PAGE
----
Speaker System Buying Guide

Let the music play: How to buy a speaker system?

In order to really enjoy DVD movies at home, it is imperative to purchase a surround sound speaker system. Also, with so many options and lucrative prices, it’s not as hard as it was a couple of years back. It is indeed the age of better sound, and in case one still has the an old speaker system, if the rest of the components are getting an upgrade, i.e., an LCD/LED TV, a DVD or Blu-ray player, etc., then even the speaker system needs to be up to speed. After all, one needs to get the best sound as well, in conjunction with the picture quality that is improving by leaps and bounds. In fact, even if one is not an out and out DVD or Blu-ray fan, chances are that one experience is all it takes to get hooked on to the surround sound speaker system bandwagon!

Basic structure

There are 5 speakers in even the most basic home theatre surround sound system as a standard, but one can get away with less. What will be sacrificed, however, is the optimum performance from the DTS Surround Sound and Dolby Digital formats on the DVD discs, which basically means one won’t be able to enjoy movies the way they were meant to be seen. These five speakers are – front left and right, rear surround left and right, and the front centre speaker. This comprises the ‘5’ in the 5.1 channel system, while the ‘.1’ refers to the subwoofer channel. Also, there are new surround format extensions that utilize extra surround channels at the back of the room, known as 7.1 systems.


The front speakers are responsible for the sonic spread of the home theatre sound, working in conjunction with the rear speakers in order to create directional information in special effects (like a gun being fired from behind, aircrafts flying, etc.) and produce the front loaded information in movies. They are also responsible for creating the right ambience for music.

The centre speaker also works in collaboration with the front speakers for the sonic spread, but is chiefly responsible for the dialogue part, although the front speaker also plays its part in the same. It also takes the load off the front units, creating different kinds of sonics required for surround sound. It is the most important part of the surround system in many ways, and hence, it is imperative that it should be adept at creating and handling sound across the entire spectrum, so to speak.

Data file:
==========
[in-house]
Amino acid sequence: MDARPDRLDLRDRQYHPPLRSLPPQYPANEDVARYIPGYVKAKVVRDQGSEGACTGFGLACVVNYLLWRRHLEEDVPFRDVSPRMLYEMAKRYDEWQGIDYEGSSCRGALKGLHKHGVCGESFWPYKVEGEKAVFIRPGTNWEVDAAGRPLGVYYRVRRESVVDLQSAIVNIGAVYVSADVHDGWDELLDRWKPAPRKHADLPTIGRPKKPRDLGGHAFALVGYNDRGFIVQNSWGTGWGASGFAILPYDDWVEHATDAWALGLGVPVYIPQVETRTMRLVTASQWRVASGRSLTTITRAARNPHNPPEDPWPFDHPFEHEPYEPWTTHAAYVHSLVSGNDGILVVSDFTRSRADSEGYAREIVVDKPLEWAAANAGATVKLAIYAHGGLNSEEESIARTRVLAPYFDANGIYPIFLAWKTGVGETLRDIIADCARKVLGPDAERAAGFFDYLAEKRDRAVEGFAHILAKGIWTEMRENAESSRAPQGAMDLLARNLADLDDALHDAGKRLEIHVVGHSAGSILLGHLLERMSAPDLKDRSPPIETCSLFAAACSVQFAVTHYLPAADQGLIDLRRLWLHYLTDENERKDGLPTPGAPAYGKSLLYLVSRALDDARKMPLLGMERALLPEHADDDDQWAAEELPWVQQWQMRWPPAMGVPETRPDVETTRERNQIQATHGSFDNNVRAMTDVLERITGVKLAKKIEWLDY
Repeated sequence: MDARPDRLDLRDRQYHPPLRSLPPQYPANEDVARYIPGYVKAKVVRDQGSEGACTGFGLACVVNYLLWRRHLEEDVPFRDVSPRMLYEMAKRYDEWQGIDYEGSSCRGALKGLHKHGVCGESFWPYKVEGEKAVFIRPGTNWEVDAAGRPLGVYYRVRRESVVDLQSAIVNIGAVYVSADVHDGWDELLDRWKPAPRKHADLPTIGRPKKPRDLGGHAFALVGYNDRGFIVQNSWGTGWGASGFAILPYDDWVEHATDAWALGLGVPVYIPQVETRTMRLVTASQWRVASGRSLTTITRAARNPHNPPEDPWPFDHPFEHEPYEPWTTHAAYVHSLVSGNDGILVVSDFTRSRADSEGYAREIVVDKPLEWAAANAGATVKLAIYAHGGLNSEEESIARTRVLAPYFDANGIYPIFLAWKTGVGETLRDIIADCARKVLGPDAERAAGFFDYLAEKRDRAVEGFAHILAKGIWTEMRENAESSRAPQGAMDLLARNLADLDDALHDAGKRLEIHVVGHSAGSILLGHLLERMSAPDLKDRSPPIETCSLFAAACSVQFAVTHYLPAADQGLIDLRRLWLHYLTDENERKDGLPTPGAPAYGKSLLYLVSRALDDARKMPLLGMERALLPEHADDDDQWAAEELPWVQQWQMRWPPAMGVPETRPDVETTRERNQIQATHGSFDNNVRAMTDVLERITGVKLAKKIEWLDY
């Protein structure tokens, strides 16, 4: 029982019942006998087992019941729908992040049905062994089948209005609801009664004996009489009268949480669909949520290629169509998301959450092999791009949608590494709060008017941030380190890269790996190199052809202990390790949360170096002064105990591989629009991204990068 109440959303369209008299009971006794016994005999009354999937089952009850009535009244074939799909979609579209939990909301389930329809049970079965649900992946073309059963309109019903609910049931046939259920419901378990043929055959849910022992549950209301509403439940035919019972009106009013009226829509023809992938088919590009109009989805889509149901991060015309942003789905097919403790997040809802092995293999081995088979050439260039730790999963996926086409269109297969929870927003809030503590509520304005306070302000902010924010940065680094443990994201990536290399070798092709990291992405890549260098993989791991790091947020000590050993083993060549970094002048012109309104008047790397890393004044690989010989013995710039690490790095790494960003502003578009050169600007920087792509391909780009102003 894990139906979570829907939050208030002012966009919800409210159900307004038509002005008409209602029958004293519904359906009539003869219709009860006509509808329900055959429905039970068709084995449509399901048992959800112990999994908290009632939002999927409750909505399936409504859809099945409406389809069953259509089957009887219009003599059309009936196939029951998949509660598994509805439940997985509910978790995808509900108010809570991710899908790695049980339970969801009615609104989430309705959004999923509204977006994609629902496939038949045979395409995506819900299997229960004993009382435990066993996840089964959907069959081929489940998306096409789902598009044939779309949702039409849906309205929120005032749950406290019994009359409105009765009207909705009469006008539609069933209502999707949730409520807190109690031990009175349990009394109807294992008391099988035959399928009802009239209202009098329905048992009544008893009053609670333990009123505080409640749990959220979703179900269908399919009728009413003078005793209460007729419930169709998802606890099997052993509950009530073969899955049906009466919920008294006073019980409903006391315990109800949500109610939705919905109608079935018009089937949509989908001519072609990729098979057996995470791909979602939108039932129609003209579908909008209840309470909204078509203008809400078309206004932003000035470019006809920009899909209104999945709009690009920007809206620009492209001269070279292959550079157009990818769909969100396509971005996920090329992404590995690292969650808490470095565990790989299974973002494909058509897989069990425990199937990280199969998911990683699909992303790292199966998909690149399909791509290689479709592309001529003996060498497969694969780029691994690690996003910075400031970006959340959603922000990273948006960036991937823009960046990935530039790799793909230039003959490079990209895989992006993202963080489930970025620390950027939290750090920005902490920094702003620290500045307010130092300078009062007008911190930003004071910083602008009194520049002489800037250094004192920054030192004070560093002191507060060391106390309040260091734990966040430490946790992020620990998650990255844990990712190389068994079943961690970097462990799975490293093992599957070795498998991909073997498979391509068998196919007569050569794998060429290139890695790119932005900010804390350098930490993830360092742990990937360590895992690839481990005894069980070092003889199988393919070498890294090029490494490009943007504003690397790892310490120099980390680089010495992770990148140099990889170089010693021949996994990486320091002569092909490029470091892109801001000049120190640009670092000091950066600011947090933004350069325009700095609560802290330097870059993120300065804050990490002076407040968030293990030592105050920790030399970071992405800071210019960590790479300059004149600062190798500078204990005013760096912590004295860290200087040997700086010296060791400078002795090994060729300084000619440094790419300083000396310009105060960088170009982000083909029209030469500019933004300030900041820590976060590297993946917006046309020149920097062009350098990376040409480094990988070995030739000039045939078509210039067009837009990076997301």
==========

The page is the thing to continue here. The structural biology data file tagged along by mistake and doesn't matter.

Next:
Rear speakers are known to be smaller than their front counterparts, although this is not an industry standard per se. one can choose between different kinds of rear channel speakers – the conventional ones wherein the drivers are attached to a single baffle, or other kinds of models that have drivers attached to three baffles, two pointing towards 45 degrees from the centre, and one positioned straight ahead.


There is no rule of thumb which says that just because a speaker is big, it will deliver better sound than a smaller version. However, when it comes to bass performance, big speakers do have the uncanny knack of going one up over their smaller counterparts. Also, they are usually capable of generating higher levels of sound for a given input.

Small speakers almost always require a subwoofer in order to amplify their bass performance, barring the case when they are expensive, and thus, equate their bigger counterparts in performance on every front. Talking of size, they can be in the medium bookshelf style, and are typically placed on stands.


All speakers contain magnets, since they are very important to the drivers’ design, and also constitute the engine that moves the dome diaphragms (or cones), and also create sound waves. However, when a magnet is placed near the television screen when it is switched on, the picture quality can deteriorate drastically, as random color patterns can be seen. This kind of an effect is instant, and can certainly give a long lasting negative impact on the performance of the television. Hence, it is important that the centre speaker (essentially) and the front speakers (preferably) must be magnetically shielded, since it prevents this kind of interference. While it certainly is not possible to completely shield the centre and front speakers, it is important to do the best one can, so that at least the interference problems can be obviated. Hence, if the rear speakers can also be shielded, there’s nothing like it!

It is important to choose a well known brand name, since all the expert advice in the world can’t help one make a decision if he/she does not purchase the products from a trusted source. In short, purchasing a speaker system is an investment, and a rather substantial one at that!

Also, the music or home theatre system one pairs up with the speaker system is equally responsible for the overall performance output, if not more, and so is the kind of DVD titles one picks. Everything is connected.

While testing a speaker system, it’s best to use the DVD of a movie which one has already seen, so that he/she can carefully analyze the performance, instead of getting lost in the content. Also, while watching, it is important to sense that one is able to hear the dialogue clearly. Pans from side to side should be seamless, instead of jumping between speakers, which is certainly a very irritating experience. Off-screen effects should also seem like they are meant to be, i.e., like sounds coming from a distance.

The bass must be clean, tight and deep to give a more realistic feel to the movie. Contrary to popular belief, more boom in the bass does sound impressive at first, but tight and well controlled notes are what finally score in the long run.

In the end, one needs to maintain a fine balance between budget, requirements and the extra punch in the speaker system. Compatibility with the DVD or Blu-ray player shouldn’t be too much of a problem if one has a fairly decent hardware. All that remains is to play the cards right for the sound!